And $18.6bn (£14bn) could then be invested in anti-pollution research and innovation.

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The president of the UNEA meeting, Costa Rica’s environment minister Edgar Gutierrez, said humans “haven’t done a good job” at managing Earth’s natural bounty.

He warned: “The room we have for making more mistakes is very narrow.”

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    Far-right party to enter Austrian government

    Heinz-Christian Strache
    Image: The FPO’s Heinz-Christian Strache is tipped to be deputy chancellor

    Austria is set to become the only western European country with a far-right party in government.

    The head of the conservative People’s Party (OVP), Sebastian Kurz, has struck a coalition deal with the far-right Freedom Party (FPO).

    The FPO will take charge of the foreign, interior and defence ministries, among others, while its leader, 48-year-old Heinz-Christian Strache, will be deputy chancellor.

    Mr Kurz, 31, will be the youngest leader in Europe. His OVP will run ministries including finance and justice.

    When the OVP won Austria’s election on 15 October it did so with a hard line on immigration – a policy which often overlapped with that of the FPO.

    The FPO was third, taking 26% of the vote.

    “Nobody has anything to fear,” said the FPO’s secretary general and Austria’s next interior minister, Herbert Kickl.

    Sebastian Kurz
    Image: Sebastian Kurz says he wants to increase security and combat illegal immigraton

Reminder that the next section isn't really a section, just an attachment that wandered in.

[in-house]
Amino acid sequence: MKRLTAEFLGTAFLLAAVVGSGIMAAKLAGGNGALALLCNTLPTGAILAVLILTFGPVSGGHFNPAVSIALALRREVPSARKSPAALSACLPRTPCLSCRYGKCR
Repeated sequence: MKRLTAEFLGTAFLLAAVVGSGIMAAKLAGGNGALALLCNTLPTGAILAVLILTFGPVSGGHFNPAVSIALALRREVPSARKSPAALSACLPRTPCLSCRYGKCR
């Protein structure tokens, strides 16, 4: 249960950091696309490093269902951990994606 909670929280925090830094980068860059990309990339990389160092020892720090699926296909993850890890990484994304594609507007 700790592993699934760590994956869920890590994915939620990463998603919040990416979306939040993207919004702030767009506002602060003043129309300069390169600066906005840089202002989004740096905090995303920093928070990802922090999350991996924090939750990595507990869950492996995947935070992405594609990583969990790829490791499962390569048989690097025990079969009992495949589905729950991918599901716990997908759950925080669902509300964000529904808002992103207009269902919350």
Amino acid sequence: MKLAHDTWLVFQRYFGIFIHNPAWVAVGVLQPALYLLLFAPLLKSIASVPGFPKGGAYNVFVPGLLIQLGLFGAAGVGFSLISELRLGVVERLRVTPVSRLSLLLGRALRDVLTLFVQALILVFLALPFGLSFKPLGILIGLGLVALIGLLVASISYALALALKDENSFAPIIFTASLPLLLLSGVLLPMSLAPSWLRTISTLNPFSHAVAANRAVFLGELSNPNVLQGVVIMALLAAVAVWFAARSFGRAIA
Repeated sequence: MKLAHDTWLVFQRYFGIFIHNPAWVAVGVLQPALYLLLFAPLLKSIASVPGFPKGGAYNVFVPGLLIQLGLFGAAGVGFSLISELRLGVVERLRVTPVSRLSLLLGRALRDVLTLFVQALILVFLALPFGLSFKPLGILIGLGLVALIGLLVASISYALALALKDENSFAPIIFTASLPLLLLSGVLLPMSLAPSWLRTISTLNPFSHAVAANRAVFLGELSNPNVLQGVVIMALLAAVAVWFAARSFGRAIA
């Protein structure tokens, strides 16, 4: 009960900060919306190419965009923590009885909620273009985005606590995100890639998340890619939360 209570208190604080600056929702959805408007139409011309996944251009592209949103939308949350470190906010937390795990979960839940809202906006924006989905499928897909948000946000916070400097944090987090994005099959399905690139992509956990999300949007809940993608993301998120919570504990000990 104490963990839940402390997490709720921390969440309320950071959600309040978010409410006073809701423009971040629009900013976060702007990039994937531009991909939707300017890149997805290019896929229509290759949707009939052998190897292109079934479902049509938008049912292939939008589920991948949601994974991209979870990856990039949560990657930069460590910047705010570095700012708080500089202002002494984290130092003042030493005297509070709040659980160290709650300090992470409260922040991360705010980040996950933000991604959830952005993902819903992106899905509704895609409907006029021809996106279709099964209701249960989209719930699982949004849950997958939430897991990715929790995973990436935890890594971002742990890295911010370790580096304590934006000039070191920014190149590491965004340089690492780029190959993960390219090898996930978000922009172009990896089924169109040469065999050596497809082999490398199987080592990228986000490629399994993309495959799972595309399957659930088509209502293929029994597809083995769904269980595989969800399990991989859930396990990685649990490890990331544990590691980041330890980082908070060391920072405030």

Mr Kurz held a joint news conference with Mr Strache and told reporters: “Our aims are quite clear.

    “We want to ease the tax burden for people, we want to strengthen our economy, which will bolster our social system.”

    Mr Kurz, known as ‘wunderwuzzi’ or ‘whizz-kid’, added: “And first and foremost we want to increase security in our country, including by combating illegal immigration.”

    While Mr Kurz has said his administration will be pro-European, both he and Mr Strache have expressed doubts about further social integration.

    Sebastian Kurz
    Image: Mr Kurz, 31, is Europe’s youngest leader

    The two men presented their agreement to Austrian President Alexander Van der Bellen, a former Greens leader who narrowly beat the FPO in a presidential vote in 2015.

    Mr Van der Bellen, who has the right to reject ministers, has said a new government could be sworn in early next week if everything went to plan.

    Following their meeting, Mr Van der Bellen said they had agreed it was in Austria’s “national interest” to remain at the “centre of a strong European Union”.

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    The FPO’s success mirrors that of similar parties across Europe. Geert Wilders’ Freedom Party is now the second-largest in the Netherlands, the Front National in France was involved in a run-off for the presidency in May and representatives from Germany’s AfD have entered the Bundestag.

    When the FPO was last in government, under the late Joerg Haider, other EU countries imposed sanctions on Vienna in protest.